Is your child new to independence in school?

Teaching Tip: 

Is your child new to independence in school?

Do you have a child doing Preparing Hearts or Creation to Christ on up who is new to “independence” in school? If so, here is a helpful tip for you! Have your child read the instructions in any “I” box out loud to you prior to beginning the box.

Why is it helpful to have students read aloud the directions in the “independent” boxes of plans?

When kiddos read aloud the directions first, they often have a better idea of what is coming. This makes them less likely to miss steps when performing the “I” box. It can take extra time to have the child read aloud the box first. But, it will save you time later, because the child will know more clearly what to do. If needed, you can also discuss the directions right after the child has read them aloud.

When can you phase out this “reading aloud” step?

The reading aloud step can be phased out as the child gains confidence in reading and following written directions. It helps “train” the child to read the directions through before beginning the box. Try this tip and see if it helps your child! This extra step has really helped our boys!

Blessings,
Carrie

Try the repeating method for “Rhymes in Motion”

Teaching Tip:

Do you have a child doing Little Hands to Heaven or Little Hearts for His Glory?

If you have kiddos doing either Little Hands to Heaven or Little Hearts for His Glory, today’s teaching tip is for you! It’s a simple tip, but one that makes the “Rhymes in Motion” go more smoothly with your little ones!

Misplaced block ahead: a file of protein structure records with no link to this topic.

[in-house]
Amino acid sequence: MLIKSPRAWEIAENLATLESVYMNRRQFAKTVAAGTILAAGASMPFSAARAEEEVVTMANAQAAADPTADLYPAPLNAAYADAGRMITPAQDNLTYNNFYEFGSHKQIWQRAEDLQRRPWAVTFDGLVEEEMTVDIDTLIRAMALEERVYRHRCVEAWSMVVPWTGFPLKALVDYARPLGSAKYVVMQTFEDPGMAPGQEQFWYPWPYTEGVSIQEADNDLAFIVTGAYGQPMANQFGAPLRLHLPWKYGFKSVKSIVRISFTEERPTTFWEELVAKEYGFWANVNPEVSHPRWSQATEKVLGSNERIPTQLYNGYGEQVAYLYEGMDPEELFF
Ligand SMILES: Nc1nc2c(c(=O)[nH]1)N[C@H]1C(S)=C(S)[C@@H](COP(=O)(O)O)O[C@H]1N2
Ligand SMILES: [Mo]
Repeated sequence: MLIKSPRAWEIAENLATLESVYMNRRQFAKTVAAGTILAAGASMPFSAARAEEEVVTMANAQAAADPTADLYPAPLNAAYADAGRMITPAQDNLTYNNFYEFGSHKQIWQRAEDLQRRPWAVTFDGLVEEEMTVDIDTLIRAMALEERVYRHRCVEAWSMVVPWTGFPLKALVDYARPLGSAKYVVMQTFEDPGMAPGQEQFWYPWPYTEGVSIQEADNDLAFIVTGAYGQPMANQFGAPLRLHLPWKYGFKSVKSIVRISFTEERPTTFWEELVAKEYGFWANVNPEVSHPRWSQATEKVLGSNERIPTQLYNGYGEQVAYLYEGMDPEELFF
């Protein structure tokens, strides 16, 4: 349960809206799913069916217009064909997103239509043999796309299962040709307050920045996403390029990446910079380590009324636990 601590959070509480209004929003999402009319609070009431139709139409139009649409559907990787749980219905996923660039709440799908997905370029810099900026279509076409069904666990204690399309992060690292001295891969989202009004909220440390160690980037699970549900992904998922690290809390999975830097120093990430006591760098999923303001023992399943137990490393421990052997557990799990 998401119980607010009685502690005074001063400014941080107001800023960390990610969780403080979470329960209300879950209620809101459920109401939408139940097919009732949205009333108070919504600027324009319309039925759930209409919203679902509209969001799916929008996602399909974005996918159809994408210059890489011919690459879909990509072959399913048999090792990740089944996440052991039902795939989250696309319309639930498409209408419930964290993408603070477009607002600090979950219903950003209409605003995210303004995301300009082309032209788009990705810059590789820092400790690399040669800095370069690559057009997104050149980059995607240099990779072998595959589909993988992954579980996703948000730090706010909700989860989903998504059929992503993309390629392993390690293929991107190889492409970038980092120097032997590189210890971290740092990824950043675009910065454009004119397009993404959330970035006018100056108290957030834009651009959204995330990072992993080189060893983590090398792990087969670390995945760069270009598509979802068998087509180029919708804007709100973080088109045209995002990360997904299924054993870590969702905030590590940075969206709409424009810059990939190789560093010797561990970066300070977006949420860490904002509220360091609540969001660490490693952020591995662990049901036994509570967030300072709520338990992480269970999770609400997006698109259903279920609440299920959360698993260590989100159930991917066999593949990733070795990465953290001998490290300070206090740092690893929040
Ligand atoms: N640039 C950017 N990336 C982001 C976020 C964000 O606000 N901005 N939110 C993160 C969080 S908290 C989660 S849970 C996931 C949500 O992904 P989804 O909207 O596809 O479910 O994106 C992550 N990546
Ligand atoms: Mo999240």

What is one helpful tip when you begin a new “Rhymes in Motion?”

Here is one helpful tip for beginning a new “Rhymes in Motion.” Say the rhyme and do the motions one line at a time, with your child repeating each line right after you.

What does the repeating method look like on Day 1 of the rhyme?

For example, on Day 1 of the rhyme, you will say and perform line one of the rhyme. Then, your child will repeat line one with the motions. Next, you will move on to line two, saying and demonstrating the line. Then, your child will repeat line two with the motions. Continue on through the rhyme this way to make sure your child is getting the words and motions.

How does the repeating method differ on Day 2?

At our house, we usually continue to use the repeating method on the second day too. However, at the end of the rhyme on day two, we also do the whole rhyme once more in unison.

What are the benefits of doing the rhymes this way?

Usually after two days of repeating each line after you, kiddos are more sure of the words and motions. Then, they are ready to do the rhyme in unison with you in the coming days. The repeating method is also great for making sure your child is participating and has the words down! Try this method at the beginning of a new rhyme and see what you think!

Blessings,
Carrie

PS: For more information on how “Rhymes in Motion” help kids’ skills develop, check out this blog article here:

What are the benefits of the Rhymes in Motion?

Teamwork Carries the Day!

Heart of Dakota Tidbit:

Teamwork Carries the Day!

Did you know that Carrie and Julie (Carrie’s sister and editor) shared one public school teaching position prior to coming home to teach their own children? They did this by teaching 2 days one week and 3 days the next week. Together, they were allowed to “loop” a 3rd grade class by following them up to 4th grade; this enabled them to stay with the same group of children for 2 years. This may be a common practice these days, but 15 years ago this was quite a novel approach to teaching elementary children (in South Dakota anyway . . .)